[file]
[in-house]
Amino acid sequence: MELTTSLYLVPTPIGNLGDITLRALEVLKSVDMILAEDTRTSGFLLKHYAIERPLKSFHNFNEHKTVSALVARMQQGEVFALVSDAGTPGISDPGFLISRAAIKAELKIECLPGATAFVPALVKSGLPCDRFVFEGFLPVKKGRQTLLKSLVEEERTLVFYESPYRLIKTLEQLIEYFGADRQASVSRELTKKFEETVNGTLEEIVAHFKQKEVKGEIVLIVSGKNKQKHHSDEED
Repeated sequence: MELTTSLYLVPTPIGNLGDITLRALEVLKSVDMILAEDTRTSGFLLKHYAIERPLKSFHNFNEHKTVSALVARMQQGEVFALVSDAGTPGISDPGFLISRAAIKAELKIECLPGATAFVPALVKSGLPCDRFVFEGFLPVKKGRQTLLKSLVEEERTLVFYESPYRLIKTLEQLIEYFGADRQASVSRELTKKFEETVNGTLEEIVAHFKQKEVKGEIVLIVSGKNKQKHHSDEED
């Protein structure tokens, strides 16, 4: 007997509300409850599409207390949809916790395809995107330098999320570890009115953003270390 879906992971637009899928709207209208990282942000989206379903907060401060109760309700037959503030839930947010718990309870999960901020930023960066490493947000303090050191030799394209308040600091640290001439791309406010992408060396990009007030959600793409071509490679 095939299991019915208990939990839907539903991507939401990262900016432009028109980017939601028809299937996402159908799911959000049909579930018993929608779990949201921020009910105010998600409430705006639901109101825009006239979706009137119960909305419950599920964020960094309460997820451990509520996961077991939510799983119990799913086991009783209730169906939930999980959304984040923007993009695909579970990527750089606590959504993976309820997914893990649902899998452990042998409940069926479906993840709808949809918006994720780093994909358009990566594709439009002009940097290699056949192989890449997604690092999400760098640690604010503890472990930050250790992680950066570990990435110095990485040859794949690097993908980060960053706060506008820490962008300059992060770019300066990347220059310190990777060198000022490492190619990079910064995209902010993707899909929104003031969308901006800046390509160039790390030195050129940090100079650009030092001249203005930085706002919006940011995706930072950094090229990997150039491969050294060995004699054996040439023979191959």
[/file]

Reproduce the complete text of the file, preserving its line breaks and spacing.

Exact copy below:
[in-house]
Amino acid sequence: MELTTSLYLVPTPIGNLGDITLRALEVLKSVDMILAEDTRTSGFLLKHYAIERPLKSFHNFNEHKTVSALVARMQQGEVFALVSDAGTPGISDPGFLISRAAIKAELKIECLPGATAFVPALVKSGLPCDRFVFEGFLPVKKGRQTLLKSLVEEERTLVFYESPYRLIKTLEQLIEYFGADRQASVSRELTKKFEETVNGTLEEIVAHFKQKEVKGEIVLIVSGKNKQKHHSDEED
Repeated sequence: MELTTSLYLVPTPIGNLGDITLRALEVLKSVDMILAEDTRTSGFLLKHYAIERPLKSFHNFNEHKTVSALVARMQQGEVFALVSDAGTPGISDPGFLISRAAIKAELKIECLPGATAFVPALVKSGLPCDRFVFEGFLPVKKGRQTLLKSLVEEERTLVFYESPYRLIKTLEQLIEYFGADRQASVSRELTKKFEETVNGTLEEIVAHFKQKEVKGEIVLIVSGKNKQKHHSDEED
């Protein structure tokens, strides 16, 4: 007997509300409850599409207390949809916790395809995107330098999320570890009115953003270390 879906992971637009899928709207209208990282942000989206379903907060401060109760309700037959503030839930947010718990309870999960901020930023960066490493947000303090050191030799394209308040600091640290001439791309406010992408060396990009007030959600793409071509490679 095939299991019915208990939990839907539903991507939401990262900016432009028109980017939601028809299937996402159908799911959000049909579930018993929608779990949201921020009910105010998600409430705006639901109101825009006239979706009137119960909305419950599920964020960094309460997820451990509520996961077991939510799983119990799913086991009783209730169906939930999980959304984040923007993009695909579970990527750089606590959504993976309820997914893990649902899998452990042998409940069926479906993840709808949809918006994720780093994909358009990566594709439009002009940097290699056949192989890449997604690092999400760098640690604010503890472990930050250790992680950066570990990435110095990485040859794949690097993908980060960053706060506008820490962008300059992060770019300066990347220059310190990777060198000022490492190619990079910064995209902010993707899909929104003031969308901006800046390509160039790390030195050129940090100079650009030092001249203005930085706002919006940011995706930072950094090229990997150039491969050294060995004699054996040439023979191959």